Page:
Pakistan is a net food exporter, except in occasional years when its harvest is adversely affected by droughts. Pakistan exports rice, cotton, fish, fruits (especially Oranges and Mangoes), and vegetables and imports vegetable oil, wheat, pulses and consumer foods. The country is Asia’s largest camel market, second-largest apricot and ghee market and third-largest cotton, onion and milk market.
The economic importance of agriculture has declined since independence, when its share of GDP was around 53%. Following the poor harvest of 1993, the government introduced agriculture assistance policies, including increased support prices for many agricultural commodities and expanded availability of agricultural credit. From 1993 to 1997, real growth in the agricultural sector averaged 5.7% but has since declined to about 4%. Agricultural reforms, including increased wheat and oilseed production, play a central role in the government’s economic reform package.
Outdated irrigation practices have lead to inefficient water usage in Pakistan. 25 per cent of the water withdrawn for use in the agricultural sector is lost through leakages and line losses in the canals. Only a limited amount of the remaining water is actually absorbed and used by the crops due to poor soil texture and unlevelled fields.[7]Much of the Pakistan’s agriculture output is utilized by the country’s growing processed-food industry. The value of processed retail food sales has grown 12 percent annually during the Nineties and was estimated at over $1 billion in 2000, although supermarkets accounted for just over 10% of the outlets.[8]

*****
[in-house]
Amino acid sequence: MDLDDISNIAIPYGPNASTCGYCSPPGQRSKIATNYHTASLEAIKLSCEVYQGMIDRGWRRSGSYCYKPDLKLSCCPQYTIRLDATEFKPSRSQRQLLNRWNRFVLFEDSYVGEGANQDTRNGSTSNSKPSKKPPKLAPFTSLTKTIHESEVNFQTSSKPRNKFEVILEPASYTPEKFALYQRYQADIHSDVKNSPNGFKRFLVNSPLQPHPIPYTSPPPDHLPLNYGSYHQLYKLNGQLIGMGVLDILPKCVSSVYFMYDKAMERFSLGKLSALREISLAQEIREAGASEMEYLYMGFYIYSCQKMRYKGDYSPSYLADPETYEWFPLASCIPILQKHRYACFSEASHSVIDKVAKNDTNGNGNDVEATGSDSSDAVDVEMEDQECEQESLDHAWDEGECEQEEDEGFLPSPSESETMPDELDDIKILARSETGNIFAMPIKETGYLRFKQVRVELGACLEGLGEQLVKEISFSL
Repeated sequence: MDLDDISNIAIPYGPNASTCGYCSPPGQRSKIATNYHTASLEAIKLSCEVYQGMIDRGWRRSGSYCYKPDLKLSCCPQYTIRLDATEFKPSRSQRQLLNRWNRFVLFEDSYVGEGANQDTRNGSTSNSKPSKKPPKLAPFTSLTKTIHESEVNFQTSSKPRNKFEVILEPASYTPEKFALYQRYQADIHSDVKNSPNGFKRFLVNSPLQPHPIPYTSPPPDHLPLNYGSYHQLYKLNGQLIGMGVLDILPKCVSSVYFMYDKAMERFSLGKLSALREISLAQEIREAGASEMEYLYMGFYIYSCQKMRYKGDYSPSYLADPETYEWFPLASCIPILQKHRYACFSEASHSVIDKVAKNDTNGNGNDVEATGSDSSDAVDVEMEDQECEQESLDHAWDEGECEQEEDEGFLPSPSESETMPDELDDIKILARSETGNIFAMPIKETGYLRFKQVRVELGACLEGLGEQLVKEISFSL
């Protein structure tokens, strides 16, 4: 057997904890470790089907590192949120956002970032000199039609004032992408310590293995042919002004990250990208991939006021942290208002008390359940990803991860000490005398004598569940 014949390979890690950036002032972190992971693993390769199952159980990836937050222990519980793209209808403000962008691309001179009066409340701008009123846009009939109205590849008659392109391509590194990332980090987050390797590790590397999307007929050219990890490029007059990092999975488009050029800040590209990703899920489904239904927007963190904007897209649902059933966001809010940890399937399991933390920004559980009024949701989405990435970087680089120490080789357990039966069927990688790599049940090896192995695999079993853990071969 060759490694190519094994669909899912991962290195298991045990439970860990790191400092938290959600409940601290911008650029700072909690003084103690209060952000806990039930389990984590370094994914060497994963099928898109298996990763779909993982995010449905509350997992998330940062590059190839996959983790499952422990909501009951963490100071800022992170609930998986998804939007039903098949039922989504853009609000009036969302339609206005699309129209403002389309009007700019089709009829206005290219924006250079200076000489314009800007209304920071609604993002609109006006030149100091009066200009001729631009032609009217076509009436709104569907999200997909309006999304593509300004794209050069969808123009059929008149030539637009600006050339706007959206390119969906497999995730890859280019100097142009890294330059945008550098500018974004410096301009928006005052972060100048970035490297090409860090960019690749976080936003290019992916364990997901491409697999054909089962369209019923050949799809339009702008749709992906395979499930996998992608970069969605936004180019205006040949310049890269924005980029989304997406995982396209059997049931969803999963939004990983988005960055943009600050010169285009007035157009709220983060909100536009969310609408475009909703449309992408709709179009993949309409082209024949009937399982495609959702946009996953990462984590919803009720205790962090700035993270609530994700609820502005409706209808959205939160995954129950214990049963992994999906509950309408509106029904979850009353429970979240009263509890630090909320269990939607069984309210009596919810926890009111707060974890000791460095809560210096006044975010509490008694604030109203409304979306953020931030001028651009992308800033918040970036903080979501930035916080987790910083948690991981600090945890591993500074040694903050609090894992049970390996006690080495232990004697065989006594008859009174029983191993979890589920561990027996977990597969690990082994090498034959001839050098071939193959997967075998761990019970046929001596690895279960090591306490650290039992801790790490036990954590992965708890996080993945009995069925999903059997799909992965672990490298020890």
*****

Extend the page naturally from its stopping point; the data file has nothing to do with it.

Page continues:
The Federal Bureau of Statistics provisionally valued major crop yields at Rs.504,868 million in 2005 thus registering over 55% growth since 2000[9] while minor crop yields were valued at Rs.184,707 million in 2005 thus registering over 41% growth since 2000. The exports related to the agriculture sector in 2009–10 are Rs 288.18 billion including food grains, vegetables, fruits, tobacco, fisheries products, spices and livestock.[10]


According to the Economic Survey of Pakistan,[11] the livestock sector contributes about half of the value added in the agriculture sector, amounting to nearly 11 per cent of Pakistan’s GDP, which is more than the crop sector. The leading daily newspaper Jang reports that the national herd consists of 24.2 million cattle, 26.3 million buffaloes, 24.9 million sheep, 56.7 million goats and 0.8 million camels. In addition to these there is a vibrant poultry sector in the country with more than 530 million birds produced annually. These animals produce 29.472 million tons of milk (making Pakistan the 4th largest producer of milk in the world), 1.115 million tons of beef, 0.740 million tons of mutton, 0.416 million tons of poultry meat, 8.528 billion eggs, 40.2 thousand tons of wool, 21.5 thousand tons of hair and 51.2 million skins and hides.[12]